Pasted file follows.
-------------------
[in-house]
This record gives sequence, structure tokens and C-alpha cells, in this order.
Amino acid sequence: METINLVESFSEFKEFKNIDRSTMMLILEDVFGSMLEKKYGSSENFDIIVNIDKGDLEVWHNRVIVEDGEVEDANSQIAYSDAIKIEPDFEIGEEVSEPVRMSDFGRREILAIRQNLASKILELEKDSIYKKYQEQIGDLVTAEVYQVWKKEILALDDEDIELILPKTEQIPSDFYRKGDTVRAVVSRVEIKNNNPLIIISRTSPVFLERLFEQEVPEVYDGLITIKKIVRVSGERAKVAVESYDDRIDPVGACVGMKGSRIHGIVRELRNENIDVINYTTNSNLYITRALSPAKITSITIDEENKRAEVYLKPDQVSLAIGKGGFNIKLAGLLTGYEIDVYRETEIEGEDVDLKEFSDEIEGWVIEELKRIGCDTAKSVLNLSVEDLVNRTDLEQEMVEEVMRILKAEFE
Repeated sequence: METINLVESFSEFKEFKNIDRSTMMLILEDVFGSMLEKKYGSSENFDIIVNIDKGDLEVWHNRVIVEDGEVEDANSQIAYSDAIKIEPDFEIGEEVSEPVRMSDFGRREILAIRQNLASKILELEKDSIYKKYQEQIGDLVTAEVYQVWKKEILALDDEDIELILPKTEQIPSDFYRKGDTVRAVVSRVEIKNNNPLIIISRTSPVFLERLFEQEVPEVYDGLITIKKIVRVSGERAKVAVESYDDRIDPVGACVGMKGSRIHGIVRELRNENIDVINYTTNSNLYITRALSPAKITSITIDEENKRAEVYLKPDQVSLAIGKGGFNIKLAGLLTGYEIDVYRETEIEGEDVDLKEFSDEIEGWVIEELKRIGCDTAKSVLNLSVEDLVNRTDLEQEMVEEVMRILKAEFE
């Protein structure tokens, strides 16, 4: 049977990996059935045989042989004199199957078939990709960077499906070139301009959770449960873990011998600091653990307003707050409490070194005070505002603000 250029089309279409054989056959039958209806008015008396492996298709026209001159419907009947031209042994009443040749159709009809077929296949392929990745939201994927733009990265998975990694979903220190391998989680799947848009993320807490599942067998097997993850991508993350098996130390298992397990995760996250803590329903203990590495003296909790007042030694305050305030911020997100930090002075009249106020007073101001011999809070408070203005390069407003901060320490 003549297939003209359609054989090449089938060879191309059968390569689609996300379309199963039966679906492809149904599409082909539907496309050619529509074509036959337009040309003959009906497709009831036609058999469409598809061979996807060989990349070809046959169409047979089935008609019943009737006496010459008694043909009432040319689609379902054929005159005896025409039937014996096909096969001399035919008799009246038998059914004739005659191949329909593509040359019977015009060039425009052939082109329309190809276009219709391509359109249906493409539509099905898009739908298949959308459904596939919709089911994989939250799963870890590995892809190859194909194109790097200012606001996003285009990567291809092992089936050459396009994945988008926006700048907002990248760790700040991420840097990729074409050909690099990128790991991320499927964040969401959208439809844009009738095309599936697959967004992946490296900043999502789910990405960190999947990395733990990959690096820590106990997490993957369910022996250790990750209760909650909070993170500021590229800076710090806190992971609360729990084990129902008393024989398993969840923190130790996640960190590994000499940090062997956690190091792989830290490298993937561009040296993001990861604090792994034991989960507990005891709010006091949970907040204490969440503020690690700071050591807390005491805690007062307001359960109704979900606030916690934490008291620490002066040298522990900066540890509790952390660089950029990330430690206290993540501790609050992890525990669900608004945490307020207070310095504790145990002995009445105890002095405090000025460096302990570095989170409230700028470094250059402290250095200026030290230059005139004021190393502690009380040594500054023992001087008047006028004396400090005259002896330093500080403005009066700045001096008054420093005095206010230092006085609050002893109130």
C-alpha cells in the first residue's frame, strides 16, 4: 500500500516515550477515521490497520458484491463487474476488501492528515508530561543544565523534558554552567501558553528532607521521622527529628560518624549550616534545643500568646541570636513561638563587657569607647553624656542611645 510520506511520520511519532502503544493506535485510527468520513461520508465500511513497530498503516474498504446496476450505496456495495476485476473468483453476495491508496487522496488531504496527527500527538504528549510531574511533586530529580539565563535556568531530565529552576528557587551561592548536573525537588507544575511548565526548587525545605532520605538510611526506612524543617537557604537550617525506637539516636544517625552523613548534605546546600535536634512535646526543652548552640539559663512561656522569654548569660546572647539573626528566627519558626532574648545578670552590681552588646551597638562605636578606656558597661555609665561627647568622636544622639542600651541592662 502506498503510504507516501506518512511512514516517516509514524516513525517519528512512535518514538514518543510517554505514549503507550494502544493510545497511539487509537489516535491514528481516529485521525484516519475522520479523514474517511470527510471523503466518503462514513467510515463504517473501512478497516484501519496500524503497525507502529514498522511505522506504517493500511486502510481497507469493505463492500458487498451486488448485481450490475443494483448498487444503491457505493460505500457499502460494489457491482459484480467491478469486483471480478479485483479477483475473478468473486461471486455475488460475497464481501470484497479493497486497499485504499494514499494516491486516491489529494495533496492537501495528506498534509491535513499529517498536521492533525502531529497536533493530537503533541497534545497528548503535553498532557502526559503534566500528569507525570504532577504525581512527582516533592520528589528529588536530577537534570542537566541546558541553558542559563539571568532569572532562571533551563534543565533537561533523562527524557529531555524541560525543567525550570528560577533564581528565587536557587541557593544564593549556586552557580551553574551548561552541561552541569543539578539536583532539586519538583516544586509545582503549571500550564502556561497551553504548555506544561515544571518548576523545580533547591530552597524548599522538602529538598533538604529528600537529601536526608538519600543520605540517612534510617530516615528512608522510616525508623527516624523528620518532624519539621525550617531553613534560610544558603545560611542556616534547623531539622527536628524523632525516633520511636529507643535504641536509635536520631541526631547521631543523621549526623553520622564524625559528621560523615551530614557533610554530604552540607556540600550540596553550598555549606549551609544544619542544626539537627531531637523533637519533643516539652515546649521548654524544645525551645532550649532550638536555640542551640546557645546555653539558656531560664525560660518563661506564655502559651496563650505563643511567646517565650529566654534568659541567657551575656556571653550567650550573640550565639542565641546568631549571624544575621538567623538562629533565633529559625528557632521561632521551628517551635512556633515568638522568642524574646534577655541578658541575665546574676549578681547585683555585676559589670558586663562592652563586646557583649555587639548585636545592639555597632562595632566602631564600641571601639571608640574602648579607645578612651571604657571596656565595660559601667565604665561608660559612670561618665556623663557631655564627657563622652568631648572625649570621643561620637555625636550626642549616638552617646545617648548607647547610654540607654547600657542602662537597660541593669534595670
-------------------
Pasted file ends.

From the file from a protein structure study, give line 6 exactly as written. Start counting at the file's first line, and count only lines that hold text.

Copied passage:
C-alpha cells in the first residue's frame, strides 16, 4: 500500500516515550477515521490497520458484491463487474476488501492528515508530561543544565523534558554552567501558553528532607521521622527529628560518624549550616534545643500568646541570636513561638563587657569607647553624656542611645 510520506511520520511519532502503544493506535485510527468520513461520508465500511513497530498503516474498504446496476450505496456495495476485476473468483453476495491508496487522496488531504496527527500527538504528549510531574511533586530529580539565563535556568531530565529552576528557587551561592548536573525537588507544575511548565526548587525545605532520605538510611526506612524543617537557604537550617525506637539516636544517625552523613548534605546546600535536634512535646526543652548552640539559663512561656522569654548569660546572647539573626528566627519558626532574648545578670552590681552588646551597638562605636578606656558597661555609665561627647568622636544622639542600651541592662 502506498503510504507516501506518512511512514516517516509514524516513525517519528512512535518514538514518543510517554505514549503507550494502544493510545497511539487509537489516535491514528481516529485521525484516519475522520479523514474517511470527510471523503466518503462514513467510515463504517473501512478497516484501519496500524503497525507502529514498522511505522506504517493500511486502510481497507469493505463492500458487498451486488448485481450490475443494483448498487444503491457505493460505500457499502460494489457491482459484480467491478469486483471480478479485483479477483475473478468473486461471486455475488460475497464481501470484497479493497486497499485504499494514499494516491486516491489529494495533496492537501495528506498534509491535513499529517498536521492533525502531529497536533493530537503533541497534545497528548503535553498532557502526559503534566500528569507525570504532577504525581512527582516533592520528589528529588536530577537534570542537566541546558541553558542559563539571568532569572532562571533551563534543565533537561533523562527524557529531555524541560525543567525550570528560577533564581528565587536557587541557593544564593549556586552557580551553574551548561552541561552541569543539578539536583532539586519538583516544586509545582503549571500550564502556561497551553504548555506544561515544571518548576523545580533547591530552597524548599522538602529538598533538604529528600537529601536526608538519600543520605540517612534510617530516615528512608522510616525508623527516624523528620518532624519539621525550617531553613534560610544558603545560611542556616534547623531539622527536628524523632525516633520511636529507643535504641536509635536520631541526631547521631543523621549526623553520622564524625559528621560523615551530614557533610554530604552540607556540600550540596553550598555549606549551609544544619542544626539537627531531637523533637519533643516539652515546649521548654524544645525551645532550649532550638536555640542551640546557645546555653539558656531560664525560660518563661506564655502559651496563650505563643511567646517565650529566654534568659541567657551575656556571653550567650550573640550565639542565641546568631549571624544575621538567623538562629533565633529559625528557632521561632521551628517551635512556633515568638522568642524574646534577655541578658541575665546574676549578681547585683555585676559589670558586663562592652563586646557583649555587639548585636545592639555597632562595632566602631564600641571601639571608640574602648579607645578612651571604657571596656565595660559601667565604665561608660559612670561618665556623663557631655564627657563622652568631648572625649570621643561620637555625636550626642549616638552617646545617648548607647547610654540607654547600657542602662537597660541593669534595670